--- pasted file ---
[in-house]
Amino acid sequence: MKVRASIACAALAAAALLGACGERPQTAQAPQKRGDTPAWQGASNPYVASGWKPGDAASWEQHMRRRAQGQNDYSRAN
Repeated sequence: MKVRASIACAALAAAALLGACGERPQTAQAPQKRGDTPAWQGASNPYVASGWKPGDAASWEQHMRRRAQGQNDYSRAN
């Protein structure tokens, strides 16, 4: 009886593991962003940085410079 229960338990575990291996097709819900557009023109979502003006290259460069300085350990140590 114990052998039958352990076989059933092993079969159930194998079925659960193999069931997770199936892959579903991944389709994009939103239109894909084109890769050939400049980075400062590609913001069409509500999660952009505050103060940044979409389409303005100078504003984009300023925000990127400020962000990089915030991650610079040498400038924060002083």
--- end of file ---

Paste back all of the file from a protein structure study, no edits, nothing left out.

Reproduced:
[in-house]
Amino acid sequence: MKVRASIACAALAAAALLGACGERPQTAQAPQKRGDTPAWQGASNPYVASGWKPGDAASWEQHMRRRAQGQNDYSRAN
Repeated sequence: MKVRASIACAALAAAALLGACGERPQTAQAPQKRGDTPAWQGASNPYVASGWKPGDAASWEQHMRRRAQGQNDYSRAN
């Protein structure tokens, strides 16, 4: 009886593991962003940085410079 229960338990575990291996097709819900557009023109979502003006290259460069300085350990140590 114990052998039958352990076989059933092993079969159930194998079925659960193999069931997770199936892959579903991944389709994009939103239109894909084109890769050939400049980075400062590609913001069409509500999660952009505050103060940044979409389409303005100078504003984009300023925000990127400020962000990089915030991650610079040498400038924060002083």